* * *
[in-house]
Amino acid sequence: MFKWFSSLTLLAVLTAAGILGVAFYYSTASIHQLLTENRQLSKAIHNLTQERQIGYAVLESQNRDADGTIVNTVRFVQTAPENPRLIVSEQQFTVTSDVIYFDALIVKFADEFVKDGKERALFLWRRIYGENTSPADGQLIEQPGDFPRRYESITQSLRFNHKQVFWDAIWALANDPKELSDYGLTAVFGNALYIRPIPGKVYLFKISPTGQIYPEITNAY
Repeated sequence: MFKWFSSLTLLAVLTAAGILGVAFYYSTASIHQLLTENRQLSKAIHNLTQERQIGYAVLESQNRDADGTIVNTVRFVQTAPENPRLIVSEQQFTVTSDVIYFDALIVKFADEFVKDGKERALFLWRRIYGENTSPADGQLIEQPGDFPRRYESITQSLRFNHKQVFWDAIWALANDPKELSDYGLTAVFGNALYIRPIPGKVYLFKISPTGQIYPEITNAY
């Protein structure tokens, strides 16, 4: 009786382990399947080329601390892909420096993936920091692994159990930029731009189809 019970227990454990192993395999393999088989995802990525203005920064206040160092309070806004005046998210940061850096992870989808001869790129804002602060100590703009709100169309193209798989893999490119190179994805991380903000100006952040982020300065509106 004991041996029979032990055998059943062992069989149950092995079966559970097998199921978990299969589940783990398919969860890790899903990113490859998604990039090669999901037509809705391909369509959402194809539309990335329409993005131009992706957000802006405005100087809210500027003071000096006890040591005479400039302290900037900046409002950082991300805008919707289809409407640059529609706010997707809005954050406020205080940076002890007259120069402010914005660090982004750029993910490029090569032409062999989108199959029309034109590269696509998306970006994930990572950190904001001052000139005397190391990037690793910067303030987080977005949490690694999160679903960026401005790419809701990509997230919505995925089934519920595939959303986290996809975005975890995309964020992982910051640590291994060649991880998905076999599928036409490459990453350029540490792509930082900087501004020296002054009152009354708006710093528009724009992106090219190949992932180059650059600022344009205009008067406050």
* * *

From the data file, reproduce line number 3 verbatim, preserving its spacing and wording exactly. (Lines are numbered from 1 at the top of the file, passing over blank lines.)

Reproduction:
Repeated sequence: MFKWFSSLTLLAVLTAAGILGVAFYYSTASIHQLLTENRQLSKAIHNLTQERQIGYAVLESQNRDADGTIVNTVRFVQTAPENPRLIVSEQQFTVTSDVIYFDALIVKFADEFVKDGKERALFLWRRIYGENTSPADGQLIEQPGDFPRRYESITQSLRFNHKQVFWDAIWALANDPKELSDYGLTAVFGNALYIRPIPGKVYLFKISPTGQIYPEITNAY